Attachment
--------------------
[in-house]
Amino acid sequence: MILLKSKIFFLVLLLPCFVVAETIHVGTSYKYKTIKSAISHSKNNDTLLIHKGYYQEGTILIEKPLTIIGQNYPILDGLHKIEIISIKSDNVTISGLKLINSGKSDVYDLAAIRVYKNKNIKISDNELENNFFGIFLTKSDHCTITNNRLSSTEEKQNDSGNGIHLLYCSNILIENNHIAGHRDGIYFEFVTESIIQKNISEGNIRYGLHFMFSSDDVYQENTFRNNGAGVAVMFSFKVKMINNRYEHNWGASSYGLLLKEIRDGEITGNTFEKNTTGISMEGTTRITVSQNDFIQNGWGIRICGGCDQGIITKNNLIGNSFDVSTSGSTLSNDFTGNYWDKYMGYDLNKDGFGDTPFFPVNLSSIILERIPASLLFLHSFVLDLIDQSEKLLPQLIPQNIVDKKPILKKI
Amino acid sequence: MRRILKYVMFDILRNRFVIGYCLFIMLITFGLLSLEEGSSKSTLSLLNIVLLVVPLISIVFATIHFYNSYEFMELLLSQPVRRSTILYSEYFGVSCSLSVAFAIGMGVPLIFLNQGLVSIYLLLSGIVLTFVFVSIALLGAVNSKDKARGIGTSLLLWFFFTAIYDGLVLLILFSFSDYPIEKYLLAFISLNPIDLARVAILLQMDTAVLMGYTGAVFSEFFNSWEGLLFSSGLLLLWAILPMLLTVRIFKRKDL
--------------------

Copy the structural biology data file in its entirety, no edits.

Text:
[in-house]
Amino acid sequence: MILLKSKIFFLVLLLPCFVVAETIHVGTSYKYKTIKSAISHSKNNDTLLIHKGYYQEGTILIEKPLTIIGQNYPILDGLHKIEIISIKSDNVTISGLKLINSGKSDVYDLAAIRVYKNKNIKISDNELENNFFGIFLTKSDHCTITNNRLSSTEEKQNDSGNGIHLLYCSNILIENNHIAGHRDGIYFEFVTESIIQKNISEGNIRYGLHFMFSSDDVYQENTFRNNGAGVAVMFSFKVKMINNRYEHNWGASSYGLLLKEIRDGEITGNTFEKNTTGISMEGTTRITVSQNDFIQNGWGIRICGGCDQGIITKNNLIGNSFDVSTSGSTLSNDFTGNYWDKYMGYDLNKDGFGDTPFFPVNLSSIILERIPASLLFLHSFVLDLIDQSEKLLPQLIPQNIVDKKPILKKI
Amino acid sequence: MRRILKYVMFDILRNRFVIGYCLFIMLITFGLLSLEEGSSKSTLSLLNIVLLVVPLISIVFATIHFYNSYEFMELLLSQPVRRSTILYSEYFGVSCSLSVAFAIGMGVPLIFLNQGLVSIYLLLSGIVLTFVFVSIALLGAVNSKDKARGIGTSLLLWFFFTAIYDGLVLLILFSFSDYPIEKYLLAFISLNPIDLARVAILLQMDTAVLMGYTGAVFSEFFNSWEGLLFSSGLLLLWAILPMLLTVRIFKRKDL